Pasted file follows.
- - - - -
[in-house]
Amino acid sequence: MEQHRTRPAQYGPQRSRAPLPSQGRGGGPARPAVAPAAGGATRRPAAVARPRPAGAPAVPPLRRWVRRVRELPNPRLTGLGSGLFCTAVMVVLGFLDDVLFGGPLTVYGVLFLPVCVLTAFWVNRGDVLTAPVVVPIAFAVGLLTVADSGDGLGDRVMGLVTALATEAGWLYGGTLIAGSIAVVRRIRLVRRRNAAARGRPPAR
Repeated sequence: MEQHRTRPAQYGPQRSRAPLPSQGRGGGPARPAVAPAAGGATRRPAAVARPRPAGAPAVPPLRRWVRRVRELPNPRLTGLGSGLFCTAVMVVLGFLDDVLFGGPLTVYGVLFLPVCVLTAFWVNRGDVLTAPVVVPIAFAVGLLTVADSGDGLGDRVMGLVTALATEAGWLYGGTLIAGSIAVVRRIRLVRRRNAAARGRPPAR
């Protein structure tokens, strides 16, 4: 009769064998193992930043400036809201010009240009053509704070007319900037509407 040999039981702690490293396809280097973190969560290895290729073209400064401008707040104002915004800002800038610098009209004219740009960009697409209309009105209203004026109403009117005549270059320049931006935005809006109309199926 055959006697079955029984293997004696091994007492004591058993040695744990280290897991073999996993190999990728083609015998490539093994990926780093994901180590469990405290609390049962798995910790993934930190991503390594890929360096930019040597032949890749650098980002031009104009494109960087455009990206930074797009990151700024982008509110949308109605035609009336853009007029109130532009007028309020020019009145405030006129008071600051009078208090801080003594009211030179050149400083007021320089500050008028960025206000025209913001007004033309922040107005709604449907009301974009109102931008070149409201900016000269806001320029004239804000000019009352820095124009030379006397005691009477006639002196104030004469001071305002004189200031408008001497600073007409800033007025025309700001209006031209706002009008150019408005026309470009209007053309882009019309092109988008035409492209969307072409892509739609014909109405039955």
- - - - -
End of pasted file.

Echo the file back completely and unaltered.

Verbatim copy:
[in-house]
Amino acid sequence: MEQHRTRPAQYGPQRSRAPLPSQGRGGGPARPAVAPAAGGATRRPAAVARPRPAGAPAVPPLRRWVRRVRELPNPRLTGLGSGLFCTAVMVVLGFLDDVLFGGPLTVYGVLFLPVCVLTAFWVNRGDVLTAPVVVPIAFAVGLLTVADSGDGLGDRVMGLVTALATEAGWLYGGTLIAGSIAVVRRIRLVRRRNAAARGRPPAR
Repeated sequence: MEQHRTRPAQYGPQRSRAPLPSQGRGGGPARPAVAPAAGGATRRPAAVARPRPAGAPAVPPLRRWVRRVRELPNPRLTGLGSGLFCTAVMVVLGFLDDVLFGGPLTVYGVLFLPVCVLTAFWVNRGDVLTAPVVVPIAFAVGLLTVADSGDGLGDRVMGLVTALATEAGWLYGGTLIAGSIAVVRRIRLVRRRNAAARGRPPAR
């Protein structure tokens, strides 16, 4: 009769064998193992930043400036809201010009240009053509704070007319900037509407 040999039981702690490293396809280097973190969560290895290729073209400064401008707040104002915004800002800038610098009209004219740009960009697409209309009105209203004026109403009117005549270059320049931006935005809006109309199926 055959006697079955029984293997004696091994007492004591058993040695744990280290897991073999996993190999990728083609015998490539093994990926780093994901180590469990405290609390049962798995910790993934930190991503390594890929360096930019040597032949890749650098980002031009104009494109960087455009990206930074797009990151700024982008509110949308109605035609009336853009007029109130532009007028309020020019009145405030006129008071600051009078208090801080003594009211030179050149400083007021320089500050008028960025206000025209913001007004033309922040107005709604449907009301974009109102931008070149409201900016000269806001320029004239804000000019009352820095124009030379006397005691009477006639002196104030004469001071305002004189200031408008001497600073007409800033007025025309700001209006031209706002009008150019408005026309470009209007053309882009019309092109988008035409492209969307072409892509739609014909109405039955």